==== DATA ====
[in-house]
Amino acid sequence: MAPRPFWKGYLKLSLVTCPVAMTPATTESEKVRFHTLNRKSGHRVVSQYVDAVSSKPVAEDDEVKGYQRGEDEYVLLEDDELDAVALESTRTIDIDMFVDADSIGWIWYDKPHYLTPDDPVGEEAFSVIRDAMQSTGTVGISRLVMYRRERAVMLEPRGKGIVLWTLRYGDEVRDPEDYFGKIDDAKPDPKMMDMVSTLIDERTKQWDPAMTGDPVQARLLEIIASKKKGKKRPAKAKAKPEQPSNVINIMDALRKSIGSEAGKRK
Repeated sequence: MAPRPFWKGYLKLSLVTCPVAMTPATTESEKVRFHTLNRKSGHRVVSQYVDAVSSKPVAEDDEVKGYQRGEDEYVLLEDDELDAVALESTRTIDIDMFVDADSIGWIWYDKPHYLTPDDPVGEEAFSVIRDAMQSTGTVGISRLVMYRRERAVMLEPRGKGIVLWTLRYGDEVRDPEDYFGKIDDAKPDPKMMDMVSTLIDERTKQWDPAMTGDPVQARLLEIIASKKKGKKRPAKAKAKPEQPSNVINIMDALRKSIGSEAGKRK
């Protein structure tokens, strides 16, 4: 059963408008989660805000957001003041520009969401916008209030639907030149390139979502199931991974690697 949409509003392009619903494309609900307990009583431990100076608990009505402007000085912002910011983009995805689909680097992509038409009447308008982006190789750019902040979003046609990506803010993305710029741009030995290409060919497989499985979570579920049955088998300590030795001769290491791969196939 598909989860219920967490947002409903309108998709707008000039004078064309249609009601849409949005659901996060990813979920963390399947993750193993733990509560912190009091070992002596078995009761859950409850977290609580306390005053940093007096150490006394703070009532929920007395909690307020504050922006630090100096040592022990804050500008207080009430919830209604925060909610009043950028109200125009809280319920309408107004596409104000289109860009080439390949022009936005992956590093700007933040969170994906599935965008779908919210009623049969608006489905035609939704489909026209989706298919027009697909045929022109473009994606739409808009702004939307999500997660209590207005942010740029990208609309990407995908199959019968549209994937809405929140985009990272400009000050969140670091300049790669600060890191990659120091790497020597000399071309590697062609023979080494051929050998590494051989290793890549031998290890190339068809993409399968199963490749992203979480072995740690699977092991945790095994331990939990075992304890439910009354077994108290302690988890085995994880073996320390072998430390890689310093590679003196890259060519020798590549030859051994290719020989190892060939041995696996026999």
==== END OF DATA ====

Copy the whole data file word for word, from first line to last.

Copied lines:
[in-house]
Amino acid sequence: MAPRPFWKGYLKLSLVTCPVAMTPATTESEKVRFHTLNRKSGHRVVSQYVDAVSSKPVAEDDEVKGYQRGEDEYVLLEDDELDAVALESTRTIDIDMFVDADSIGWIWYDKPHYLTPDDPVGEEAFSVIRDAMQSTGTVGISRLVMYRRERAVMLEPRGKGIVLWTLRYGDEVRDPEDYFGKIDDAKPDPKMMDMVSTLIDERTKQWDPAMTGDPVQARLLEIIASKKKGKKRPAKAKAKPEQPSNVINIMDALRKSIGSEAGKRK
Repeated sequence: MAPRPFWKGYLKLSLVTCPVAMTPATTESEKVRFHTLNRKSGHRVVSQYVDAVSSKPVAEDDEVKGYQRGEDEYVLLEDDELDAVALESTRTIDIDMFVDADSIGWIWYDKPHYLTPDDPVGEEAFSVIRDAMQSTGTVGISRLVMYRRERAVMLEPRGKGIVLWTLRYGDEVRDPEDYFGKIDDAKPDPKMMDMVSTLIDERTKQWDPAMTGDPVQARLLEIIASKKKGKKRPAKAKAKPEQPSNVINIMDALRKSIGSEAGKRK
């Protein structure tokens, strides 16, 4: 059963408008989660805000957001003041520009969401916008209030639907030149390139979502199931991974690697 949409509003392009619903494309609900307990009583431990100076608990009505402007000085912002910011983009995805689909680097992509038409009447308008982006190789750019902040979003046609990506803010993305710029741009030995290409060919497989499985979570579920049955088998300590030795001769290491791969196939 598909989860219920967490947002409903309108998709707008000039004078064309249609009601849409949005659901996060990813979920963390399947993750193993733990509560912190009091070992002596078995009761859950409850977290609580306390005053940093007096150490006394703070009532929920007395909690307020504050922006630090100096040592022990804050500008207080009430919830209604925060909610009043950028109200125009809280319920309408107004596409104000289109860009080439390949022009936005992956590093700007933040969170994906599935965008779908919210009623049969608006489905035609939704489909026209989706298919027009697909045929022109473009994606739409808009702004939307999500997660209590207005942010740029990208609309990407995908199959019968549209994937809405929140985009990272400009000050969140670091300049790669600060890191990659120091790497020597000399071309590697062609023979080494051929050998590494051989290793890549031998290890190339068809993409399968199963490749992203979480072995740690699977092991945790095994331990939990075992304890439910009354077994108290302690988890085995994880073996320390072998430390890689310093590679003196890259060519020798590549030859051994290719020989190892060939041995696996026999």